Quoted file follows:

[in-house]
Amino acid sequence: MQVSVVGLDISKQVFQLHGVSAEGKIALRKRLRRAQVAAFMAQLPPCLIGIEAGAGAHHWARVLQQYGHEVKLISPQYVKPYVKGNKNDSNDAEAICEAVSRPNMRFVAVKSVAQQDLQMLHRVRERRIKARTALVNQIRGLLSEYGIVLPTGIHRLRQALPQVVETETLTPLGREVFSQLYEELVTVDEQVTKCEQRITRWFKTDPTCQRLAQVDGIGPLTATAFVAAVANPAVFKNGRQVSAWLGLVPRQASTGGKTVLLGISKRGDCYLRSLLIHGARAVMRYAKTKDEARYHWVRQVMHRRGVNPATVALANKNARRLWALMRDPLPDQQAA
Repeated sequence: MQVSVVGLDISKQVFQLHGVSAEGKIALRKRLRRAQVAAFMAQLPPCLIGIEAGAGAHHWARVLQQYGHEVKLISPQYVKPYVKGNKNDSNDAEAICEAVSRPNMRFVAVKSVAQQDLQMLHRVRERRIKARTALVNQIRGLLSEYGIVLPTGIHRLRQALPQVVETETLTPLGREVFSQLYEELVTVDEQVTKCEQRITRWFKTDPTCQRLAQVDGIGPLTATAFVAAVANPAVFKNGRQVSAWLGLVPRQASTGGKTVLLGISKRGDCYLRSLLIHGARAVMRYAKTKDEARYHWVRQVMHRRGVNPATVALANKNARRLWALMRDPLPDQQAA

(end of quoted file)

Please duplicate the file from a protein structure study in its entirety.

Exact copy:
[in-house]
Amino acid sequence: MQVSVVGLDISKQVFQLHGVSAEGKIALRKRLRRAQVAAFMAQLPPCLIGIEAGAGAHHWARVLQQYGHEVKLISPQYVKPYVKGNKNDSNDAEAICEAVSRPNMRFVAVKSVAQQDLQMLHRVRERRIKARTALVNQIRGLLSEYGIVLPTGIHRLRQALPQVVETETLTPLGREVFSQLYEELVTVDEQVTKCEQRITRWFKTDPTCQRLAQVDGIGPLTATAFVAAVANPAVFKNGRQVSAWLGLVPRQASTGGKTVLLGISKRGDCYLRSLLIHGARAVMRYAKTKDEARYHWVRQVMHRRGVNPATVALANKNARRLWALMRDPLPDQQAA
Repeated sequence: MQVSVVGLDISKQVFQLHGVSAEGKIALRKRLRRAQVAAFMAQLPPCLIGIEAGAGAHHWARVLQQYGHEVKLISPQYVKPYVKGNKNDSNDAEAICEAVSRPNMRFVAVKSVAQQDLQMLHRVRERRIKARTALVNQIRGLLSEYGIVLPTGIHRLRQALPQVVETETLTPLGREVFSQLYEELVTVDEQVTKCEQRITRWFKTDPTCQRLAQVDGIGPLTATAFVAAVANPAVFKNGRQVSAWLGLVPRQASTGGKTVLLGISKRGDCYLRSLLIHGARAVMRYAKTKDEARYHWVRQVMHRRGVNPATVALANKNARRLWALMRDPLPDQQAA